Charlotte’s two new NYC friends encourage her to try swimming and running to take her mind off her cigarette craving. Her beautiful friend Kathy (Aja Wiltshire who has a gorgeous voice) introduces her to swimming at the YMCA where Charlotte earns the moniker “Little Fish.”
Her gay male friend Marco (Adam Fane) suggests running. Marco gets the title song explaining the need for little fish to “swim in schools” or basically band together for support and for their own protection.
Cinder (Teressa LaGamba) is Charlotte’s first NYC roommate and gets most of the comic relief in this production as she belts out a couple of the most emotionally energetic tunes.
Robert (Jeff Meyer) is the smug know-it-all ex-boyfriend who appears in flashbacks voicing Charlotte’s insecurities and doubts as he reminds her that whatever she does will never be good enough.
The addition of the young Anne Frank (Kyrie Courter) who appears in a dream is a very funny idea.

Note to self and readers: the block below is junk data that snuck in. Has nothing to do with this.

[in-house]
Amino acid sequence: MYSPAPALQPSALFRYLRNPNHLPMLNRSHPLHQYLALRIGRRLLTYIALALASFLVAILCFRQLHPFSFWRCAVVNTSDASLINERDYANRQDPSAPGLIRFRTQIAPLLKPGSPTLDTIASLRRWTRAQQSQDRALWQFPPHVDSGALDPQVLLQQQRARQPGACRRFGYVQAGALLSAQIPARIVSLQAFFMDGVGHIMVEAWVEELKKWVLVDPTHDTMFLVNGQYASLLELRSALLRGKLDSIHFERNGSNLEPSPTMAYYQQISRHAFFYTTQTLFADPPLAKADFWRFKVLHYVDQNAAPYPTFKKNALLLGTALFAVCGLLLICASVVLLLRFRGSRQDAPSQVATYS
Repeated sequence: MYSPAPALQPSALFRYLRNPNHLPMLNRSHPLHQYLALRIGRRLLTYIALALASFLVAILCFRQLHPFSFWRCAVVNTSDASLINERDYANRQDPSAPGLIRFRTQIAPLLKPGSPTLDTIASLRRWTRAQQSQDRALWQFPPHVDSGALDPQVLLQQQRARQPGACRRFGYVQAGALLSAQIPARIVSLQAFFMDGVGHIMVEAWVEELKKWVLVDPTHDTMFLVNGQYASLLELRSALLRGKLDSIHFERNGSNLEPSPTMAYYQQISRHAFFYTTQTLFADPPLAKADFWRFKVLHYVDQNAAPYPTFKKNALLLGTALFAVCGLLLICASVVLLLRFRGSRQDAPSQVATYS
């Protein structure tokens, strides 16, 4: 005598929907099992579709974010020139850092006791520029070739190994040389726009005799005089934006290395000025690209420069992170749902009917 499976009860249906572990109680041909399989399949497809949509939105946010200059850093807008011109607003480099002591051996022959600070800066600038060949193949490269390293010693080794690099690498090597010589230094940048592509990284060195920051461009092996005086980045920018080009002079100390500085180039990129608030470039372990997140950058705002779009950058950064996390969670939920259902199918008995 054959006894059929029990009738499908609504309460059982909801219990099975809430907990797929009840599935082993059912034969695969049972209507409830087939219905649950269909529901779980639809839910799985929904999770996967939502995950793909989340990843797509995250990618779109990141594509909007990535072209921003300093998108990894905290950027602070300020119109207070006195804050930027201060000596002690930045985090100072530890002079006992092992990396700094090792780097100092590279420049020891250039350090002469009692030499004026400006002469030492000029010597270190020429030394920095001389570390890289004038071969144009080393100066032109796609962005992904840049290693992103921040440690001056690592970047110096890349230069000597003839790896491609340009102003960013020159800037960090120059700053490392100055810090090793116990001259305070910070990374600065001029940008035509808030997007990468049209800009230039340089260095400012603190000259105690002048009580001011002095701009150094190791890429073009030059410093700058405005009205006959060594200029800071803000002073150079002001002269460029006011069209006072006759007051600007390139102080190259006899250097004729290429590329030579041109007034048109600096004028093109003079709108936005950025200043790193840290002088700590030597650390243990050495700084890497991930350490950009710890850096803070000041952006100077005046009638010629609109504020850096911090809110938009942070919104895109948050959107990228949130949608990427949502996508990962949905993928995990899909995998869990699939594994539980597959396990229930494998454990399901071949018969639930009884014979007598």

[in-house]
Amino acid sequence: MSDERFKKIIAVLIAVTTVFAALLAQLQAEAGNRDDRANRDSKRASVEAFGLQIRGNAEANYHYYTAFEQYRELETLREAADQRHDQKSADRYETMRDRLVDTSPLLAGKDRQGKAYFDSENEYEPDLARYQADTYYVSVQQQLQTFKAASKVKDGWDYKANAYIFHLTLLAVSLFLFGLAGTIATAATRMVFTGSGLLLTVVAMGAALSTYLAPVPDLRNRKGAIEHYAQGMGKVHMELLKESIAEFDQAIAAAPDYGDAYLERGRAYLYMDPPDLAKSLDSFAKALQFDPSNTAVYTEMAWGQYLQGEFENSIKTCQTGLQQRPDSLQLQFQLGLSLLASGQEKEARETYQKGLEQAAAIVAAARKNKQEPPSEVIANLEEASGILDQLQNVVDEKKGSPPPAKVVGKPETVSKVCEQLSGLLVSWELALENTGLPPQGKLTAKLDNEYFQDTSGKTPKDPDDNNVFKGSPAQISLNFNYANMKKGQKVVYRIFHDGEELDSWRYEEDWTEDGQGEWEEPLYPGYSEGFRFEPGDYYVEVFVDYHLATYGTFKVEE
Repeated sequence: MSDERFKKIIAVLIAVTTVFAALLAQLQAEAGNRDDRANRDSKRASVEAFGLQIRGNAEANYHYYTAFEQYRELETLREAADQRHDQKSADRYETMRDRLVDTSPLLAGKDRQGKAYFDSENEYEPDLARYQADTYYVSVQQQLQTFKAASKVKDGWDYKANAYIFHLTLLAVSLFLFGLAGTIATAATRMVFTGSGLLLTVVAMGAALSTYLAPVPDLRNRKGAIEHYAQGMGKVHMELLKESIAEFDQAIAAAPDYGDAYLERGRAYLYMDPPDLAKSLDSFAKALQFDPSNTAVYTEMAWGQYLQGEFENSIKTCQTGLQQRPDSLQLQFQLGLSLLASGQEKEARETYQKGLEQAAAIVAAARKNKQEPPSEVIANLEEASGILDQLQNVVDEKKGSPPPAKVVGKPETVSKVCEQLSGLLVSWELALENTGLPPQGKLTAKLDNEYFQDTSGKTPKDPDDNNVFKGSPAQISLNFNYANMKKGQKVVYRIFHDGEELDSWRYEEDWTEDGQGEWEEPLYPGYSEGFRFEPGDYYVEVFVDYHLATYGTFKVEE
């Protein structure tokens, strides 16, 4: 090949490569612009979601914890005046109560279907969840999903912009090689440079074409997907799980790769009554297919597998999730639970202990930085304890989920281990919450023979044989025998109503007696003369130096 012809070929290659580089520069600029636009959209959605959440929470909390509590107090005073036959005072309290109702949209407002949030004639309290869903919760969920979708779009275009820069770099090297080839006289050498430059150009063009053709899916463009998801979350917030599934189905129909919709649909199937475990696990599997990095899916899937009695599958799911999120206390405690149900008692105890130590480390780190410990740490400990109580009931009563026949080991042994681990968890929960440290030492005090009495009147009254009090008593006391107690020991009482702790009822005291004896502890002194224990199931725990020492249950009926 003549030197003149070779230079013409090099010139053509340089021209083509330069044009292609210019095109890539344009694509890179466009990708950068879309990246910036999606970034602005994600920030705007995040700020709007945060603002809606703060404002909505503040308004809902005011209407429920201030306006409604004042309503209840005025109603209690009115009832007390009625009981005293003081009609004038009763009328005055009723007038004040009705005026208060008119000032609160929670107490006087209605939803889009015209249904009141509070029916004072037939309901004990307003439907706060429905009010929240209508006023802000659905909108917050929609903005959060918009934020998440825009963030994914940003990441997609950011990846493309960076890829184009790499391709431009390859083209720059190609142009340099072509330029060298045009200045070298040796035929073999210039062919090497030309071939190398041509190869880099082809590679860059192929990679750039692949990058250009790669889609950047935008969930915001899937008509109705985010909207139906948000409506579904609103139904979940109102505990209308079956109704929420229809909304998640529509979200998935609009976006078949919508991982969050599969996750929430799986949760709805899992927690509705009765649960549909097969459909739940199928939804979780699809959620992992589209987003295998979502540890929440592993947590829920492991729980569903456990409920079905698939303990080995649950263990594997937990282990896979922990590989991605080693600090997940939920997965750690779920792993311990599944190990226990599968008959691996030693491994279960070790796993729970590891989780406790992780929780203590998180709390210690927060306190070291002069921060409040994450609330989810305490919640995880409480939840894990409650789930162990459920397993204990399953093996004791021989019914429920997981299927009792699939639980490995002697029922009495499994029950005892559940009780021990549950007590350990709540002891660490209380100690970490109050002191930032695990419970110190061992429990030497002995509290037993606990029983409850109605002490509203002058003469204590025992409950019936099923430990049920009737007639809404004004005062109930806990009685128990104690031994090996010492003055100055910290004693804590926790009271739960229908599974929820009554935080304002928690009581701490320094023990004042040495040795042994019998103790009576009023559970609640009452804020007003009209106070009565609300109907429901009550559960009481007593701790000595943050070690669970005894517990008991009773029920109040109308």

“Little Fish” is entertaining and might more accurately be termed a modern opera. Bravo to Michael John LaChiusa who not only wrote the book but also the music and lyrics. No small task, which he accomplished brilliantly.
The story, loosely based on Deborah Eisenberg’s short stories “Flotsam” and “Days,” is well conceived and well executed but the star of this overachiever’s trinity is the music, an upbeat mix of jazz and pop rock with strong Latin rhythms.
There is nothing here that will assault the senses or challenge anyone’s musical preferences. It has a kind of “old school” cabaret quality that is easy to listen to with easily articulated lyrics and a few memorable tunes.
Carl Herzog as Mr. Bunder gets his Frank Sinatra groove on very effectively, as Charlotte’s smarmy boss offering a classic NYC vibe.
I can see this as a standalone melody for a number of Sinatra or Harry Connick wannabees
Shout out to Kokandy Production’s six piece band conducted by Kory Danielson. The lack of an overture was a disappointment as I would like to hear more from them and it would have been nice to help us get in the mood.